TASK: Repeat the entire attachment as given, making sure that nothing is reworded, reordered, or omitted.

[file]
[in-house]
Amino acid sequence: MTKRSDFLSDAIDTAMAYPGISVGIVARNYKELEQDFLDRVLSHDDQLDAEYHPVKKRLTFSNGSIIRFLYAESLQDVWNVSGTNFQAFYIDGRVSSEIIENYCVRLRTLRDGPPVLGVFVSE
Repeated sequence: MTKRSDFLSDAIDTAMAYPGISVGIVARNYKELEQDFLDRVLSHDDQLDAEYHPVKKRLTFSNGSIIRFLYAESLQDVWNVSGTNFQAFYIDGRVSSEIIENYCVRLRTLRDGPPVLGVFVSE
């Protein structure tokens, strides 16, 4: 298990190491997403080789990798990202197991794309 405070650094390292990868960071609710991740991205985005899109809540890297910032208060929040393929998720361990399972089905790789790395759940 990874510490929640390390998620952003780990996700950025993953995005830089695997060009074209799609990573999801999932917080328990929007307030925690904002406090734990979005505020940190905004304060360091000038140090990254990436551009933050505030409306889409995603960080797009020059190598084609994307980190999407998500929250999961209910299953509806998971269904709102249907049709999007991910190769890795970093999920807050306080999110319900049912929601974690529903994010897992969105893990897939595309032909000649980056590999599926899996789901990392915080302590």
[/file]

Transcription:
[in-house]
Amino acid sequence: MTKRSDFLSDAIDTAMAYPGISVGIVARNYKELEQDFLDRVLSHDDQLDAEYHPVKKRLTFSNGSIIRFLYAESLQDVWNVSGTNFQAFYIDGRVSSEIIENYCVRLRTLRDGPPVLGVFVSE
Repeated sequence: MTKRSDFLSDAIDTAMAYPGISVGIVARNYKELEQDFLDRVLSHDDQLDAEYHPVKKRLTFSNGSIIRFLYAESLQDVWNVSGTNFQAFYIDGRVSSEIIENYCVRLRTLRDGPPVLGVFVSE
């Protein structure tokens, strides 16, 4: 298990190491997403080789990798990202197991794309 405070650094390292990868960071609710991740991205985005899109809540890297910032208060929040393929998720361990399972089905790789790395759940 990874510490929640390390998620952003780990996700950025993953995005830089695997060009074209799609990573999801999932917080328990929007307030925690904002406090734990979005505020940190905004304060360091000038140090990254990436551009933050505030409306889409995603960080797009020059190598084609994307980190999407998500929250999961209910299953509806998971269904709102249907049709999007991910190769890795970093999920807050306080999110319900049912929601974690529903994010897992969105893990897939595309032909000649980056590999599926899996789901990392915080302590």